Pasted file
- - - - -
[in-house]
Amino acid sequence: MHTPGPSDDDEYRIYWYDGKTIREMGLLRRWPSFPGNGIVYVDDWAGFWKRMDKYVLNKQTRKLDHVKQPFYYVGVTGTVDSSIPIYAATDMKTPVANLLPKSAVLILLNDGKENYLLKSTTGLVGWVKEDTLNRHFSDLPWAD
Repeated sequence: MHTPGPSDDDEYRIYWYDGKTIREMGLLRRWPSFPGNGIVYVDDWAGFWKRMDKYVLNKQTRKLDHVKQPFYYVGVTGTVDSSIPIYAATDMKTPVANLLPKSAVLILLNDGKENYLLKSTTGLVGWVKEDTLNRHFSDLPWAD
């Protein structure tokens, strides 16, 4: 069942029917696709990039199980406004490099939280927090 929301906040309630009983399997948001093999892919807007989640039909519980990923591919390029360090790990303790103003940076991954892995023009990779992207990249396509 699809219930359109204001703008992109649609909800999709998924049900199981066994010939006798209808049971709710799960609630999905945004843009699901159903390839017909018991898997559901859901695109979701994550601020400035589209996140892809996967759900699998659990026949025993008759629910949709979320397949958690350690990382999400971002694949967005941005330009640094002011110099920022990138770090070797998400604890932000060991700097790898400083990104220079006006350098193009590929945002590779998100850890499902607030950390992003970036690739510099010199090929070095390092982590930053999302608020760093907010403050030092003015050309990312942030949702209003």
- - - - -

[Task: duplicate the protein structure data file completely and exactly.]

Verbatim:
[in-house]
Amino acid sequence: MHTPGPSDDDEYRIYWYDGKTIREMGLLRRWPSFPGNGIVYVDDWAGFWKRMDKYVLNKQTRKLDHVKQPFYYVGVTGTVDSSIPIYAATDMKTPVANLLPKSAVLILLNDGKENYLLKSTTGLVGWVKEDTLNRHFSDLPWAD
Repeated sequence: MHTPGPSDDDEYRIYWYDGKTIREMGLLRRWPSFPGNGIVYVDDWAGFWKRMDKYVLNKQTRKLDHVKQPFYYVGVTGTVDSSIPIYAATDMKTPVANLLPKSAVLILLNDGKENYLLKSTTGLVGWVKEDTLNRHFSDLPWAD
């Protein structure tokens, strides 16, 4: 069942029917696709990039199980406004490099939280927090 929301906040309630009983399997948001093999892919807007989640039909519980990923591919390029360090790990303790103003940076991954892995023009990779992207990249396509 699809219930359109204001703008992109649609909800999709998924049900199981066994010939006798209808049971709710799960609630999905945004843009699901159903390839017909018991898997559901859901695109979701994550601020400035589209996140892809996967759900699998659990026949025993008759629910949709979320397949958690350690990382999400971002694949967005941005330009640094002011110099920022990138770090070797998400604890932000060991700097790898400083990104220079006006350098193009590929945002590779998100850890499902607030950390992003970036690739510099010199090929070095390092982590930053999302608020760093907010403050030092003015050309990312942030949702209003």